As the proud descendant of Irish immigrants, I feel a special connection to the country of my heritage. I have always admired the grit of the Irish people, who have a long history of overcoming hardships and emerging stronger than ever. Maybe there’s a little luck to it, but I believe that the tenacity and entrepreneurial spirit of the Irish is what makes Ireland not only a great place to do business but a growing force for good in the global economy.
Ireland has worked hard to carve out its own place, identity, competencies, and unique role in the world. Its leaders have leveraged its advantages, including a competitive workforce, a business-friendly climate, and its position as a gateway to Europe. They’ve made smart public policy decisions that have helped boost exports and attract high-value economic development in the industries of the future. It’s because of these efforts—and not merely luck—that Ireland’s economy continues to outperform all of its European peers, posting an impressive 4.8% growth in 2014.
The United States has long rooted for Ireland’s success because it’s one of our most valued commercial partners, and we’re very invested in its economy. According to a new report by the American Chamber of Commerce in Ireland, the Emerald Isle is a top global destination for U.S. foreign direct investment. U.S. companies have invested more than $277 billion in Ireland since 1990—more than the United States has invested in Brazil, Russia, India, and China combined. In turn, Irish companies now have a record $27 billion invested in the U.S. Economy.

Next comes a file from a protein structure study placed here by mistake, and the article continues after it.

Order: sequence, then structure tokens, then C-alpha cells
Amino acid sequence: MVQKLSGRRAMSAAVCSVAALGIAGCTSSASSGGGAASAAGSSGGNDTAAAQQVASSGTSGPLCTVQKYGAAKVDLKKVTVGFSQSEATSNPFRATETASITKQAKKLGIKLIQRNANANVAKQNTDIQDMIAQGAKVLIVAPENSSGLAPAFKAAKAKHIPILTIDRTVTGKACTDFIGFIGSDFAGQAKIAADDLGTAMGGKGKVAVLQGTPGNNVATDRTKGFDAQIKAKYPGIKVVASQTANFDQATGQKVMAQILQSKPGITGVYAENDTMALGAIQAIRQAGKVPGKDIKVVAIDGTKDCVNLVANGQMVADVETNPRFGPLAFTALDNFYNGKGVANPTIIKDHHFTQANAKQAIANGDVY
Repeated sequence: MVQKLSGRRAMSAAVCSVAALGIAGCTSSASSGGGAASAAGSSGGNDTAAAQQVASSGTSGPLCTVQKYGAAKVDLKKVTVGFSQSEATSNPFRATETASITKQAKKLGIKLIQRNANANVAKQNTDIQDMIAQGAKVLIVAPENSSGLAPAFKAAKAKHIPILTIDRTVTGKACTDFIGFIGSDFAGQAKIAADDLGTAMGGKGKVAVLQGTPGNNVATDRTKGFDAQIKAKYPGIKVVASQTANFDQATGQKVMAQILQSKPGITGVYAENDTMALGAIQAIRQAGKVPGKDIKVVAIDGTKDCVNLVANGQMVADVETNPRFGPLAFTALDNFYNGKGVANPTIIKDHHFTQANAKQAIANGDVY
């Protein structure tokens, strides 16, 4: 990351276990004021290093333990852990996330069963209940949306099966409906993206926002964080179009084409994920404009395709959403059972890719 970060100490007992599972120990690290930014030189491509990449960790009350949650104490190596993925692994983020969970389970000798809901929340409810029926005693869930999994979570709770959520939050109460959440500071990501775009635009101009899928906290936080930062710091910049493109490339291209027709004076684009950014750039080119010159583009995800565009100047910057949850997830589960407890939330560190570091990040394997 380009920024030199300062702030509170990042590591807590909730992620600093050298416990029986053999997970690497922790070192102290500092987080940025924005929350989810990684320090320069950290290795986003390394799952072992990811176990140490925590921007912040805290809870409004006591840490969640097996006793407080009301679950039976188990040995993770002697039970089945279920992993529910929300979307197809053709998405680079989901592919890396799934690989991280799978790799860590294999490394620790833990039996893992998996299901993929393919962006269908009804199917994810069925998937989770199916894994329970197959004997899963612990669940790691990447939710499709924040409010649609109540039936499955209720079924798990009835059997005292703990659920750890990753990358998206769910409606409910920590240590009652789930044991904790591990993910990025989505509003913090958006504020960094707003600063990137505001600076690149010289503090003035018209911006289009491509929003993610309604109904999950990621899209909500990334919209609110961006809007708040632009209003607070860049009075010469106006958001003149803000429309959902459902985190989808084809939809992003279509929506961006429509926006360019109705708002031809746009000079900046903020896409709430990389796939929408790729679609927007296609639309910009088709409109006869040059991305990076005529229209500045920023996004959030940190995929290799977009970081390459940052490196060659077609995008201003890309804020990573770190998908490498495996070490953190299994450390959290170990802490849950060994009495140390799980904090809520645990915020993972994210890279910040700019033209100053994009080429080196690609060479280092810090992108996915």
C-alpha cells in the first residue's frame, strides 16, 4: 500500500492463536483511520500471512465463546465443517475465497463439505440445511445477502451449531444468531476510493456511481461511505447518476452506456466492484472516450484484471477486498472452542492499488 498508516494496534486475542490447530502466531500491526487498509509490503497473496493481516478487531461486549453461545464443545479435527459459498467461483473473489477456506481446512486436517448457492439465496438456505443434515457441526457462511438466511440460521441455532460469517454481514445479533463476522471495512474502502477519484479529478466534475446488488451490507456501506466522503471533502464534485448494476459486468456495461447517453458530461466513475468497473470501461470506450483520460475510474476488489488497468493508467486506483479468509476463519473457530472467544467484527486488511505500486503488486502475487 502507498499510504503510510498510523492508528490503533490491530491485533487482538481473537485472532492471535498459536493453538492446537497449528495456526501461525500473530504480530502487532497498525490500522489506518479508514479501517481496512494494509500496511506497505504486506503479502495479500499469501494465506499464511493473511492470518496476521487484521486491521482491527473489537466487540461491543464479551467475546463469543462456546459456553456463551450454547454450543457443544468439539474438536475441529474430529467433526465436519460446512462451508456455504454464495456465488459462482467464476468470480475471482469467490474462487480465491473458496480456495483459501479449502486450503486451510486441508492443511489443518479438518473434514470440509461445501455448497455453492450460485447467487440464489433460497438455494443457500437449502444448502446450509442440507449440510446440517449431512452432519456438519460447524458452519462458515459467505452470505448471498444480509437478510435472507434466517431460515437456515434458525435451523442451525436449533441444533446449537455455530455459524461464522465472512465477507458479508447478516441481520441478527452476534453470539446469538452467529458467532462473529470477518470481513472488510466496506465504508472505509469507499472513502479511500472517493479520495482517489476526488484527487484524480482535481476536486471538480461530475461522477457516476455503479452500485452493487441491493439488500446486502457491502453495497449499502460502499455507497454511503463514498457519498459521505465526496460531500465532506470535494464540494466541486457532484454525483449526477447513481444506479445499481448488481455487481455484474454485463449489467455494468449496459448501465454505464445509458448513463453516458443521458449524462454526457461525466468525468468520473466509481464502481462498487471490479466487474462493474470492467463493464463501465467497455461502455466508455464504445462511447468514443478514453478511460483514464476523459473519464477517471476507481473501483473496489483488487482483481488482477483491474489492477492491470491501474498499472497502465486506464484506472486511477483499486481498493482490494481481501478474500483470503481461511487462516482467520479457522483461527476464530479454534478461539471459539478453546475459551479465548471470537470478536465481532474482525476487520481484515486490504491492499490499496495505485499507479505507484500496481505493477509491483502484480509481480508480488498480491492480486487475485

As strong economic partners, we can help lead exciting new efforts to expand the trade relationship between the United States and all of Europe. The sweeping new Transatlantic Trade and Investment Partnership (TTIP) was launched when Ireland held the presidency of the EU. If completed, it would drive jobs and growth on both sides of the pond and give Europe the economic lift it needs. The United States and Ireland both have a big stake in TTIP, and we must continue to work together to champion its benefits and ensure its success.
We’ll have the opportunity to deepen U.S.-Ireland ties this week as the United States welcomes Irish Prime Minister Enda Kenny to our nation’s capital, including stops at the U.S. Chamber of Commerce and the White House.
No doubt, many Americans will be thinking of Ireland tomorrow as they don their green and celebrate St. Patrick’s Day. But let’s not forget what’s really worth celebrating—the vibrant relationship between two countries linked by heritage, optimism, entrepreneurship, and the opportunity to do good in the global economy.